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Wireless Emergency Alert Implicitly Encourages NYC Citizens to Racially Profile Their Neighbors

Yo, what were you thinking?

In the early hours of the morning today, New Yorkers woke up to an emergency alert asking them to be on the lookout for a 28-year-old man named Ahmad Khan Rahami. Given the limitations of the cell phone emergency alert system, information was kept brief and text-only. No photo, reason, or other information was given aside from a name, age, and gender. People looking for those details were informed in the same alert that they should “See media for pic.” In other words, this alert essentially encouraged citizens of New York to begin racially profiling people who look like they might have that name. Can you see the problem with that?

Rahami was wanted for his suspected involvement with an explosion in New York’s Chelsea neighborhood, which injured 29 people. Additional explosive devices were found, after which the manhunt for Rahami began, ending with his arrest in New Jersey, hours after this alert went out.

The use of this alert system to find people is hardly unprecedented; it’s the go-to for Amber Alerts, which you’ve likely heard before coming from your phone. The problem with this alert specifically lies not so much in its use, but rather in how it was packaged and presented.

Consider: It’s a well-known fact that anti-Middle Eastern, anti-Muslim sentiment tends to foment shortly after events like these, with people often violently lashing out and attacking people on the basis of just looking like they might be Muslim. By sending out an alert like this, which lacks critical context and information, people are left with only their imagination and previous biases to judge who “Ahmad Khan Rahami” might be. In a single moment, suddenly everybody who appears to be Muslim and/or Middle Eastern becomes a suspect.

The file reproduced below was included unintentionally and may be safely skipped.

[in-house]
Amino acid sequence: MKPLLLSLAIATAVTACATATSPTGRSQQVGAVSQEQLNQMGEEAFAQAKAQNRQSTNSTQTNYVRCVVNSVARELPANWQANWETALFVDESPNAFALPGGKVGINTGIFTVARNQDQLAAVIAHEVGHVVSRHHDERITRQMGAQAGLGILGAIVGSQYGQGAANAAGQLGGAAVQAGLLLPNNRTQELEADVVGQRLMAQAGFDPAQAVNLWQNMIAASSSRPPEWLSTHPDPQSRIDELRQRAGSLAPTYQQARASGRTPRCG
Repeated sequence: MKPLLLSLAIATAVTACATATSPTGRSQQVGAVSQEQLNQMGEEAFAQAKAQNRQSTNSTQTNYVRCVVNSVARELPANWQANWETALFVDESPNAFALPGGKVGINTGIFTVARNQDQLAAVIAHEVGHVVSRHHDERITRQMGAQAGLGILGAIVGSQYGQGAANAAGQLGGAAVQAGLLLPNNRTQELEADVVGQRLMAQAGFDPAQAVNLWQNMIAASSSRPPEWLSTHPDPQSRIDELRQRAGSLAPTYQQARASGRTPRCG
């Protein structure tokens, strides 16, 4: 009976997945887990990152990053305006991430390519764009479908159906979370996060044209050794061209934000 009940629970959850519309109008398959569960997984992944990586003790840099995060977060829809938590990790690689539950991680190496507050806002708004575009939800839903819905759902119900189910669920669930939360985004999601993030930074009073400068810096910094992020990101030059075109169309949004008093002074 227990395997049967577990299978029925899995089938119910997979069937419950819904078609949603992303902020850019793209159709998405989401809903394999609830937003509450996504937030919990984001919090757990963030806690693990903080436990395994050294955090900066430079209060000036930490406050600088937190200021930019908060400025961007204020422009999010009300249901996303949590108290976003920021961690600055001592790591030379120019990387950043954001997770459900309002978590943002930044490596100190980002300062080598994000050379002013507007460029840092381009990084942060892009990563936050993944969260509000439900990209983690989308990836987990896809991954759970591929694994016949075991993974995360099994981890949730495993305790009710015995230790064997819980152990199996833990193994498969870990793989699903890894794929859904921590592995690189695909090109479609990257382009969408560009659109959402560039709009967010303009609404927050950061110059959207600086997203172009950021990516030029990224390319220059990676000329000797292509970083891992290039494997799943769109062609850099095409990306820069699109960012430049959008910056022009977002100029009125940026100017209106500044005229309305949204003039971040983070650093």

Now can you see the problem with the alert?

There is also a past precedent for manhunts leading citizens to find the wrong target, as happened to Sunil Tripathi, who got falsely accused of having been involved in the Boston Marathon bombings back in 2013. Misinformation and panic can spread quickly in the aftermath of an event like this, and authorities have a responsibility to be very careful about how they disseminate information about potential suspects.

Whoever was in charge of drafting and sending out the alert needs to understand the kind of power such a system has over the public. Deputizing an entire city to essentially profile their neighbors and strangers is just straight up wrong, regardless of the end towards which you’re working. It’s one thing to have profiling and prejudice spread amongst a people by the people themselves, but it’s a completely different thing entirely when such behaviors are encouraged and enabled by the institutions and people in charge.

It’s unclear whether the alert assisted the police in apprehending Rahami, or even what kind of results it turned up (if any at all). What is clear, however, is that either the technology around emergency alerts or the way in which they’re presented needs to change, lest a similar one result in spurring on even more anti-Muslim or anti-Middle Eastern sentiment.

(via Select All, featured image via Jaromir Chalabala/Shutterstock)

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Jessica Lachenal is a writer who doesn’t talk about herself a lot, so she isn’t quite sure how biographical info panels should work. But here we go anyway. She's the Weekend Editor for The Mary Sue, a Contributing Writer for The Bold Italic (thebolditalic.com), and a Staff Writer for Spinning Platters (spinningplatters.com). She's also been featured in Model View Culture and Frontiers LA magazine, and on Autostraddle. She hopes this has been as awkward for you as it has been for her.